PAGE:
Two Short, Clever Books on The Writing Life

The War of Art by Steven Pressfield, Black Irish Entertainment, 2002 and Wordsmithy by Douglas Wilson, Canon Press, 2011.

Both these books are pamphlets (165 pages and 120 pages respectively). Both have short, punchy chapters that are easy to dip into or re-read as desired. Wilson ends his sections with a takeaway point and recommended reading. Both, as they are written by seasoned pros, have plenty of self-deprecating humor, laugh-out-loud moments, and pithy bits of wisdom. I aim to keep them on hand (as a writer should) as reference books, to be dipped into when I need good quotes about writing or need to have some starch put into me.

The authors are professional writers and also manly men. Pressfield is a former Marine; Wilson, a Presbyterian pastor. Interestingly, it’s Pressfield whose writing-about-writing is more mystical by far.

Pressfield’s The War of Art

The main thrust of The War of Art is that an aspiring writer (or, really, anyone aspiring to do anything good) will encounter Resistance.

The following is a list, in no particular order, of those activities that most commonly elicit Resistance:

1) The pursuit of any calling in writing, painting, music, film, dance, or any creative art, however marginal or unconventional.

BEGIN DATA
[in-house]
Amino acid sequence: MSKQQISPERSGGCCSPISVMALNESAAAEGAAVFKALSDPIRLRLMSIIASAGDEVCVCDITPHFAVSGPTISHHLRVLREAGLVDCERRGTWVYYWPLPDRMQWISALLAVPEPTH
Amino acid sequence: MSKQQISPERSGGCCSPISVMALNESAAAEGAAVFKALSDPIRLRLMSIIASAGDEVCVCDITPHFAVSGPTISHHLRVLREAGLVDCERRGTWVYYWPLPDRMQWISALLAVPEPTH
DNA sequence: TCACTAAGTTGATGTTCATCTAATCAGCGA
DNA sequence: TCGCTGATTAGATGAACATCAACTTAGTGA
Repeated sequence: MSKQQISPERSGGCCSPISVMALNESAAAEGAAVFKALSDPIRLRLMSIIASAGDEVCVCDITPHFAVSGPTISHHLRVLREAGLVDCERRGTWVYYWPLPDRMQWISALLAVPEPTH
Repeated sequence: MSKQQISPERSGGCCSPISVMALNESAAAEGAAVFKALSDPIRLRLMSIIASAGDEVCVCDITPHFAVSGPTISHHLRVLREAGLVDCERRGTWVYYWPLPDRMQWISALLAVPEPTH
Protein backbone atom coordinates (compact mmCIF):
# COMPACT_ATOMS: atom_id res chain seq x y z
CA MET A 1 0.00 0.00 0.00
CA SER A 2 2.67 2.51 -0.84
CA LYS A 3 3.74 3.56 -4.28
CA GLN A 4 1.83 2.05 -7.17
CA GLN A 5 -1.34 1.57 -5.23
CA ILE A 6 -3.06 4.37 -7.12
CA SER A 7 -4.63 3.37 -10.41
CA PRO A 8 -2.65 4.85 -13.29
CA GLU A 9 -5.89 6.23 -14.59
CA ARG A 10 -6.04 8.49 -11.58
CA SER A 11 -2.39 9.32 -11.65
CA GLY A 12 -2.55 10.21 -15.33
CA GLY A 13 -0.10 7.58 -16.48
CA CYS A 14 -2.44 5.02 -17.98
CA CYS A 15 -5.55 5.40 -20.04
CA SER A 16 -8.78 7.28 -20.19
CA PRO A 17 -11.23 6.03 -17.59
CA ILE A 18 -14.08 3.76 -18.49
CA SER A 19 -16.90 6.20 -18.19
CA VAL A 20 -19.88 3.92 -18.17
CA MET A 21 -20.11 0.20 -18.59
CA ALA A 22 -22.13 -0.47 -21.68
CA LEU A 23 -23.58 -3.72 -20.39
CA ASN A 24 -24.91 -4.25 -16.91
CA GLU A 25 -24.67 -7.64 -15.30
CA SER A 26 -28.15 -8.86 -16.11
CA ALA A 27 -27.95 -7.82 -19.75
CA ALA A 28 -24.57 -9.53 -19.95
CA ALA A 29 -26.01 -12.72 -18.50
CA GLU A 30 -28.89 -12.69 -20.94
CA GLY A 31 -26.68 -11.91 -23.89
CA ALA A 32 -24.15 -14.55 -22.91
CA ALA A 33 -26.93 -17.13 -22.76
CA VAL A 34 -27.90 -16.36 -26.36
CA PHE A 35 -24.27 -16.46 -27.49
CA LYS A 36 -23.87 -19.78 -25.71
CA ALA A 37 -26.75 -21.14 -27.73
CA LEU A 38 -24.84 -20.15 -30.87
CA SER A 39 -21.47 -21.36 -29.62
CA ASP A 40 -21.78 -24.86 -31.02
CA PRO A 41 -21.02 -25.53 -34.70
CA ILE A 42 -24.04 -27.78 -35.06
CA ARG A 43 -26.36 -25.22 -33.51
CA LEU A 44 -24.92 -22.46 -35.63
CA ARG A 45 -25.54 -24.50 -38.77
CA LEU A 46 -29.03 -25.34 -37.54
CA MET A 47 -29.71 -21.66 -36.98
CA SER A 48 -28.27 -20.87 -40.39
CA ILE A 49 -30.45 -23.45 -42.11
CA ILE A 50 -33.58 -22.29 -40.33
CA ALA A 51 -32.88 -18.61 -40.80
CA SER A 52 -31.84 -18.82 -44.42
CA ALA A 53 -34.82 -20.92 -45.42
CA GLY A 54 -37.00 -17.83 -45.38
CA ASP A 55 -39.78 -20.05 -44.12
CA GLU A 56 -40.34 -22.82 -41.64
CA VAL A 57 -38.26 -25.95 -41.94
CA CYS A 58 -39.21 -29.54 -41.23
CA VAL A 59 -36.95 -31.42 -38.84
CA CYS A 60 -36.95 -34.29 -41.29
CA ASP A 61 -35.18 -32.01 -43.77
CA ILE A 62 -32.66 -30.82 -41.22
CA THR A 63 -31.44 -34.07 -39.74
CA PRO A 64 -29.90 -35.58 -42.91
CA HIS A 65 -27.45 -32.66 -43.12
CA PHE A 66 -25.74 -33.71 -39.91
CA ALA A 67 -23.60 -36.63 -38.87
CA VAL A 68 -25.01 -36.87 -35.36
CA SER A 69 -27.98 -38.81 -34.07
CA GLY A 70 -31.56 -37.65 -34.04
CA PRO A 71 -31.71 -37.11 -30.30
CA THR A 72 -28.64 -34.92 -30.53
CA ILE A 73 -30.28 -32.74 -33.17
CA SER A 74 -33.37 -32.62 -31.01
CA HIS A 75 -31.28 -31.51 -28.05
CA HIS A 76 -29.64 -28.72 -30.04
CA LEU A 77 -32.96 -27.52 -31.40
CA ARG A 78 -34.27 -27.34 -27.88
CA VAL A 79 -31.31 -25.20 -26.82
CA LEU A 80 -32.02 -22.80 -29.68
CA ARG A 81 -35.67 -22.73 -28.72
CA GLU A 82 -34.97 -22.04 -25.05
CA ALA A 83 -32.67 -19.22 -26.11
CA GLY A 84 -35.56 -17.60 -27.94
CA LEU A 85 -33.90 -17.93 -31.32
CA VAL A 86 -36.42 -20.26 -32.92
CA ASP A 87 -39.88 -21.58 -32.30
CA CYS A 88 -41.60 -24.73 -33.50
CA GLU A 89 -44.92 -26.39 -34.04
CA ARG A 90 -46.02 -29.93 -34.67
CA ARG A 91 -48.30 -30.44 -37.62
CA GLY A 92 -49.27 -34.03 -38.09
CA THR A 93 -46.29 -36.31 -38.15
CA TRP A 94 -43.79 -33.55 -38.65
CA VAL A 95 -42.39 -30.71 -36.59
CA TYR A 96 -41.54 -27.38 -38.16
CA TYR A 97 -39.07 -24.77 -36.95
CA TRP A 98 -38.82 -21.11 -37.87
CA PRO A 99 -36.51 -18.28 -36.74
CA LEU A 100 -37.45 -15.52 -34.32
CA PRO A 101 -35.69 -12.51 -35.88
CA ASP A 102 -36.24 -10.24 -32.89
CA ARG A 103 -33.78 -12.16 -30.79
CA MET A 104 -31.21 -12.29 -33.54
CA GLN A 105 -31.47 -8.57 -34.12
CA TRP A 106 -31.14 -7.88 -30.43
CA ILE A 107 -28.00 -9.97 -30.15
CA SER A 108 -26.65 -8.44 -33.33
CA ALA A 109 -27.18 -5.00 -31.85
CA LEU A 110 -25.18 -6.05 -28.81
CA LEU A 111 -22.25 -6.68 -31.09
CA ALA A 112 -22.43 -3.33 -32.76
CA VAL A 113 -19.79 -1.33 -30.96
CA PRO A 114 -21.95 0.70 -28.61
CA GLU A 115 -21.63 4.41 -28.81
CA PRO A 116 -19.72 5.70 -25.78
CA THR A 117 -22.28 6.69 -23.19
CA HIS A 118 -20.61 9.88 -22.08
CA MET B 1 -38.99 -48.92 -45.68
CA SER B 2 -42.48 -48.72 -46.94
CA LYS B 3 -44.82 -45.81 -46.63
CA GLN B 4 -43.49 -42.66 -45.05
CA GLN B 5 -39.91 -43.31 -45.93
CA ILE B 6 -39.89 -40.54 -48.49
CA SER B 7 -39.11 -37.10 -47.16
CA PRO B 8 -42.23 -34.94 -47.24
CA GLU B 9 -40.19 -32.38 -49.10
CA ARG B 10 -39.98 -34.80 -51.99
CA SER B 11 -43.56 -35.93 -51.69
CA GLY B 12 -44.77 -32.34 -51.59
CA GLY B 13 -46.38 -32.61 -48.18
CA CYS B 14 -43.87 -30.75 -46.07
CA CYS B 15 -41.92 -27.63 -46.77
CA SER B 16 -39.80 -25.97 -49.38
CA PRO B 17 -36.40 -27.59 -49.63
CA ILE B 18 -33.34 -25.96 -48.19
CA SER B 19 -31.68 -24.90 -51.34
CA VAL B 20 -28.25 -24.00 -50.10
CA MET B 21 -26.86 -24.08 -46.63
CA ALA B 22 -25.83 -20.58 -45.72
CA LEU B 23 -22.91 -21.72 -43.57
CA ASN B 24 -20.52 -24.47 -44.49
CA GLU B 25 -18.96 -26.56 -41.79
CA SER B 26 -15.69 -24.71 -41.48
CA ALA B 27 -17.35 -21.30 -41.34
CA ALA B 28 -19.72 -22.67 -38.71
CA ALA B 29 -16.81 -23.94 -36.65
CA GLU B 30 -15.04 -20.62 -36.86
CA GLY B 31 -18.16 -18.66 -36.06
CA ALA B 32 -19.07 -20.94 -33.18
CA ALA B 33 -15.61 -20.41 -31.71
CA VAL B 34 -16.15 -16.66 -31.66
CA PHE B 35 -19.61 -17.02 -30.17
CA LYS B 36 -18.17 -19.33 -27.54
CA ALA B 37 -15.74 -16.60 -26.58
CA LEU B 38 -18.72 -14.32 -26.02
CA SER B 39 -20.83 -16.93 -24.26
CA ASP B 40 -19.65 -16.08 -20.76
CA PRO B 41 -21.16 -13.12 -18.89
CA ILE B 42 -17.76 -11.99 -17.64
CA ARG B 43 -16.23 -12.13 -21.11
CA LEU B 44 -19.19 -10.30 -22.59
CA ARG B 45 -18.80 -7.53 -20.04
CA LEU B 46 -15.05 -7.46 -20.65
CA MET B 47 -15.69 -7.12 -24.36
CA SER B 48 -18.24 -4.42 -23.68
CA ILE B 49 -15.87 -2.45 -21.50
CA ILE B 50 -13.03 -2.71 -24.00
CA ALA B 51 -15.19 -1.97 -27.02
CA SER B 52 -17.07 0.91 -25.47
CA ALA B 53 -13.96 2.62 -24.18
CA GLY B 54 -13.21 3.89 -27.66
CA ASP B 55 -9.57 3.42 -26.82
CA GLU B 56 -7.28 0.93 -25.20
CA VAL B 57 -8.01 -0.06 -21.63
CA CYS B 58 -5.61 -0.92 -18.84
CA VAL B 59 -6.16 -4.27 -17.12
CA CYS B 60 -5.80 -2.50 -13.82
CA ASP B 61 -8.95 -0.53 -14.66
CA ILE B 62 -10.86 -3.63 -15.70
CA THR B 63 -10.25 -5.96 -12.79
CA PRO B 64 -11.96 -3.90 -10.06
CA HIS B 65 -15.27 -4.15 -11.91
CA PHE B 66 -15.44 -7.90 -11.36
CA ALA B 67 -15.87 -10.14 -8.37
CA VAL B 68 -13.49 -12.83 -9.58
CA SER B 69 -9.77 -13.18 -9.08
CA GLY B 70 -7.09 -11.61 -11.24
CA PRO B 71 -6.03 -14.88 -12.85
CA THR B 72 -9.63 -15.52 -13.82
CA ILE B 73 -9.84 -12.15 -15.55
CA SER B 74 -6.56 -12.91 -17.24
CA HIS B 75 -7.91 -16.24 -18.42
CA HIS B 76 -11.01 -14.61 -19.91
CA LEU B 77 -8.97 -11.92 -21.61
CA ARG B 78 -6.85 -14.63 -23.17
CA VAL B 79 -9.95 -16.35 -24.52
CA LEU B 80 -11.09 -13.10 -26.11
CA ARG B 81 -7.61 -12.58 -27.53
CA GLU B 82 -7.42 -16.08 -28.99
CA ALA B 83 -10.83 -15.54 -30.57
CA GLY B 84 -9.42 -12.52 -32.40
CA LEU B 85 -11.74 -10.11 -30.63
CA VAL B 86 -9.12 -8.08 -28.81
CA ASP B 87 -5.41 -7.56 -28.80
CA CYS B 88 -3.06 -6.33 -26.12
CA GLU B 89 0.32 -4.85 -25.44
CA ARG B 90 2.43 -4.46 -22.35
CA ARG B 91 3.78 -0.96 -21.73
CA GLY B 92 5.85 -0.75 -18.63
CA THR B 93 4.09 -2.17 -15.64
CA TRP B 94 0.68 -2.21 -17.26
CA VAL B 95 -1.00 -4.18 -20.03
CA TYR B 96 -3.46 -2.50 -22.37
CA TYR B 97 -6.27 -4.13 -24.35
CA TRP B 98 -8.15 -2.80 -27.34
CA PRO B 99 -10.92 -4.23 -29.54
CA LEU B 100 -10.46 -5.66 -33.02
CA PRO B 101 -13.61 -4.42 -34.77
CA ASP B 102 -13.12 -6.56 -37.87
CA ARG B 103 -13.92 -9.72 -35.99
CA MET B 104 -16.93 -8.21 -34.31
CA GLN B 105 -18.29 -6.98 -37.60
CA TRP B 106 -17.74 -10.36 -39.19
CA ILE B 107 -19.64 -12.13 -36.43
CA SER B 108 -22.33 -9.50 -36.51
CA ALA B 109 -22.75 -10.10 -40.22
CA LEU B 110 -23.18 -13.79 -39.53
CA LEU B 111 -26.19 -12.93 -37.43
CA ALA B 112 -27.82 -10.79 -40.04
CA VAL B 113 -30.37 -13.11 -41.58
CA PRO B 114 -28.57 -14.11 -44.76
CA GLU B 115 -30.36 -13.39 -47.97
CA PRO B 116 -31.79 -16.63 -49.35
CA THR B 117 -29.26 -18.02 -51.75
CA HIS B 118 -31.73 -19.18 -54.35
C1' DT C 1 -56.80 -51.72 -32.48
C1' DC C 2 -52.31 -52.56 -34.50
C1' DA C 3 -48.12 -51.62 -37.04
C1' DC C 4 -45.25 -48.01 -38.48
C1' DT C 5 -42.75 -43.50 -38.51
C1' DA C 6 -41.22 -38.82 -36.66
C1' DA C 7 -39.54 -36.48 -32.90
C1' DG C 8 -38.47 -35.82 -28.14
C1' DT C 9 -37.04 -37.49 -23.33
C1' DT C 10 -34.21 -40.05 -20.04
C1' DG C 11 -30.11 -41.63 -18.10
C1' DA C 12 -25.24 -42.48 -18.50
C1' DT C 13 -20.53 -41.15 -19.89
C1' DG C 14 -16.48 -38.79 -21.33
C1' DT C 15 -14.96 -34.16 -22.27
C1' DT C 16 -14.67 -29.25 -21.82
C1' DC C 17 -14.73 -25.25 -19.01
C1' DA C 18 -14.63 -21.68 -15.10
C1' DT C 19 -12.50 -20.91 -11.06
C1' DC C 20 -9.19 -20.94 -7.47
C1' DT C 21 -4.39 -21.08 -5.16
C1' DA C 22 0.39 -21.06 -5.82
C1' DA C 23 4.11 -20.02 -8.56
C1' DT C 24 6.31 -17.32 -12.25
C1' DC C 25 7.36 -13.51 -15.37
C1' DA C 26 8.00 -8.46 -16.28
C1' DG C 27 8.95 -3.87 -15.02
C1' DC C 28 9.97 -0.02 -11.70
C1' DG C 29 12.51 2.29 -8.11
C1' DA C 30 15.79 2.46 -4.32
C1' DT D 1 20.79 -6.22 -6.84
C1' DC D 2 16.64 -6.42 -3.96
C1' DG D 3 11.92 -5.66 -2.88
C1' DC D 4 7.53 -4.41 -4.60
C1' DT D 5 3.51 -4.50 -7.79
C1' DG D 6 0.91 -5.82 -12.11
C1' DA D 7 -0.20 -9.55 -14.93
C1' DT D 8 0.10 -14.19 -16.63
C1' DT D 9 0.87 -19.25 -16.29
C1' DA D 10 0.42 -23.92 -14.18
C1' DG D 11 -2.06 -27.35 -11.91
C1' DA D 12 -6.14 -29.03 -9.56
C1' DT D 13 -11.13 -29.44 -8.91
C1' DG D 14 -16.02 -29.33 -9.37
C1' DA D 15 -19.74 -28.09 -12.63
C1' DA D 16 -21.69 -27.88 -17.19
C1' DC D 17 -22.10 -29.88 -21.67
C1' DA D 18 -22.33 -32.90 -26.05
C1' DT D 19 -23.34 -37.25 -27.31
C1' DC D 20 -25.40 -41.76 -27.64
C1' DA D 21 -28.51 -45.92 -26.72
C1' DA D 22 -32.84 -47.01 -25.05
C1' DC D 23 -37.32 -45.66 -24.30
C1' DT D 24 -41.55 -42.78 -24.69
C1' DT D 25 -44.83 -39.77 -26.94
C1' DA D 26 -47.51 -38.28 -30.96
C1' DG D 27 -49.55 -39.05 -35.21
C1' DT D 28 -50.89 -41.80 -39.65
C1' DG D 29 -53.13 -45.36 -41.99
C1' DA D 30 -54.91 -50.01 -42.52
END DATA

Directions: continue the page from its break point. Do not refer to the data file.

2) The launching of any entrepreneurial venture or enterprise, for profit or otherwise.

3) Any diet or health regimen.

4) Any program of spiritual advancement.

5) Any activity whose aim is tighter abdominals …

In other words, any act that rejects immediate gratification in favor of long-term growth, health, or integrity.

The War of Art, pp. 5 – 6

Pressfield then discusses the characteristics of Resistance, the fact that everyone experiences it, and ways to combat it. This is extremely helpful, because we tend to think we are the only person experiencing it.

When I began this book, Resistance almost beat me. This is the form it took. It told me (the voice in my head) that I was a writer of fiction, not nonfiction, and that I shouldn’t be exposing these concepts of Resistance literally and overtly …

Resistance also told me that I shouldn’t seek to instruct, or put myself forward as a purveyor of wisdom; that this was vain, egotistical, possibly even corrupt, and that it would work harm to me in the end. That scared me. It made a lot of sense.

Ibid p.30